apple cheesecake. OK, take it in order …
Today’s school was Trinity College in Gawler, outside of Adelaide. Over three and a half
thousand students, the biggest school in SA and possibly all Australia. Karen—the voice in
my Navman—directed me to one part of the campus, but it was the wrong part. Can’t
blame her; the college has north, south, east and possibly west schools, each with their own
sub-principal, plus other extra schooly bits too. I finally found the way to Central Admin,
then to the main library.
It was a brilliant set-up, with a kind of theatrette, just the right size for an audience of
90. I unfurled and hung up my super-size posters. The USB drive caused problems again—no
big deal. Even the human element—me—had a lapse, because I couldn’t find the cards I
give out to decide the winner of the giveaway book—I’d forgotten where I put them—so
I asked a question instead. Which was much quicker, and fitted with the fact that I had 15
minutes less for the talk than I expected. One of the teachers came up to tell me there was
a general assembly that students had to attend in five minutes time. Oh well, quick
Another talk to another 90 students, then I headed off for an afternoon’s R & R, touring some wineries. I changed plan and went round the Adelaide Hills rather than theBarossa—much smaller, but I only got to visit two wineries anyway, and much prettier country. I only visited two, but I tasted their while range—and swallowed too, can’t bear to just spit wine out! I got a couple of bottles I particularly liked, plus a half bottle of a quality pinot noir free because they couldn’t keep it for next day. It was fun talking to the guys who pour the tastings—those guys really care about their wines, and they don’t just carry on like salesmen.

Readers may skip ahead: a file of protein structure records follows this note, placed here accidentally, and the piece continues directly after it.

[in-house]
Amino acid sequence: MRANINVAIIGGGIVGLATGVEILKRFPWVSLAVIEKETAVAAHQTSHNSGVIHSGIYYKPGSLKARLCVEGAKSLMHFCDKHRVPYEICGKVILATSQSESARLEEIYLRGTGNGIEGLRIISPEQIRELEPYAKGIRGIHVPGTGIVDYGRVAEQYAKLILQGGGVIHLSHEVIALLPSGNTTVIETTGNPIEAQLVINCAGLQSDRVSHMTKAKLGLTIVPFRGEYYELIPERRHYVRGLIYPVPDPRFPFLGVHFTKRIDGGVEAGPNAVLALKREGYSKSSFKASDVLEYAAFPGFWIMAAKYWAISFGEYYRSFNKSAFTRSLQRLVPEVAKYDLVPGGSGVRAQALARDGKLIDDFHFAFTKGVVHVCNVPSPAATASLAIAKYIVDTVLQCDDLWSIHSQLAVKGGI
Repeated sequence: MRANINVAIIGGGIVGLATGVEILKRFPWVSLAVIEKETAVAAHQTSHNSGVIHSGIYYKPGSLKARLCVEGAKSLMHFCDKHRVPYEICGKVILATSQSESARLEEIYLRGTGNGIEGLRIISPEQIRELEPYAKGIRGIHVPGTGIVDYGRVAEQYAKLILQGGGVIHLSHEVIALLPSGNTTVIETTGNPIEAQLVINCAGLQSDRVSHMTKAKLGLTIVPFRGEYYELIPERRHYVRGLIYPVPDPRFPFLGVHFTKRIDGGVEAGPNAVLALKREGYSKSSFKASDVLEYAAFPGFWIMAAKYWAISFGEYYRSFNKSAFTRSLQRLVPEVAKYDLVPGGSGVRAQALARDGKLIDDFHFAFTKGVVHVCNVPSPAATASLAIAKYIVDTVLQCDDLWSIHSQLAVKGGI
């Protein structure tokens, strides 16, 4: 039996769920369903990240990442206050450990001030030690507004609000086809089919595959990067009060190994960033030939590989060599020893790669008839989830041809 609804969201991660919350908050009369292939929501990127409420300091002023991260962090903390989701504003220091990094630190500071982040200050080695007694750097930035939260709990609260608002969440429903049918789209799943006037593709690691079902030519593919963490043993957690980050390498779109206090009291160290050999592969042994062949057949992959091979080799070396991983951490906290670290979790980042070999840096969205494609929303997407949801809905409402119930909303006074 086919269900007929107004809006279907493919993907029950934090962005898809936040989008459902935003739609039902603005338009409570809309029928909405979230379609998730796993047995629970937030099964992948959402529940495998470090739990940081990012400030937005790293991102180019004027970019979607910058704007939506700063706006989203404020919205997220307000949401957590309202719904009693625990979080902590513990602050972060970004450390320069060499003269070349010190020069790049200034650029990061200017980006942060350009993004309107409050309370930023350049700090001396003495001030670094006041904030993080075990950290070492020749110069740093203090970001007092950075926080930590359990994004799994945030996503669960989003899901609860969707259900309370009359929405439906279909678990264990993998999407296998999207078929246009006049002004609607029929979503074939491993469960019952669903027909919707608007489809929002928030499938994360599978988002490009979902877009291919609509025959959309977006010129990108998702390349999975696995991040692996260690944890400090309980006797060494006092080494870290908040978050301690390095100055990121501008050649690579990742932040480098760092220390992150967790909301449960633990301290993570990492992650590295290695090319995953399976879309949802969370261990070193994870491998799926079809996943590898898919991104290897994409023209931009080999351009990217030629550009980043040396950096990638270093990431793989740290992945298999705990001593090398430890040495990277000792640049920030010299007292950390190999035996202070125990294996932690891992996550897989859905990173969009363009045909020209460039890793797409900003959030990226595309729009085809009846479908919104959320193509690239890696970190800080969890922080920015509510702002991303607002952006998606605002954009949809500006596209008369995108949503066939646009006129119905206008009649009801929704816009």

Here’s where the cheesecake came in, because I knew I’d be in trouble if I got
breathalysed—what better way to soak up alcohol than a huge wodge of cheesecake? Felt a
bit icky afterwards, though.
Now I’m at Mariann’s—an old friend and a lovely person. She occupies most of the
8th floor of a massive building close to Adelaide’s CBD—the biggest room is like a
studio, all glass windows along one side, looking out on the Adelaide hills. Pity it just
Sitting in Mariann’s big studio, with her two Abyssinian cats sniffing and canoodling
all around. Today’s school visit was in the afternoon, to Pedare College. I slept in,
then spelt the whole morning doing nothing much at all. By afternoon, it had turned really
cold, and since the college is up high on top of a hill, the wind and cold and rain together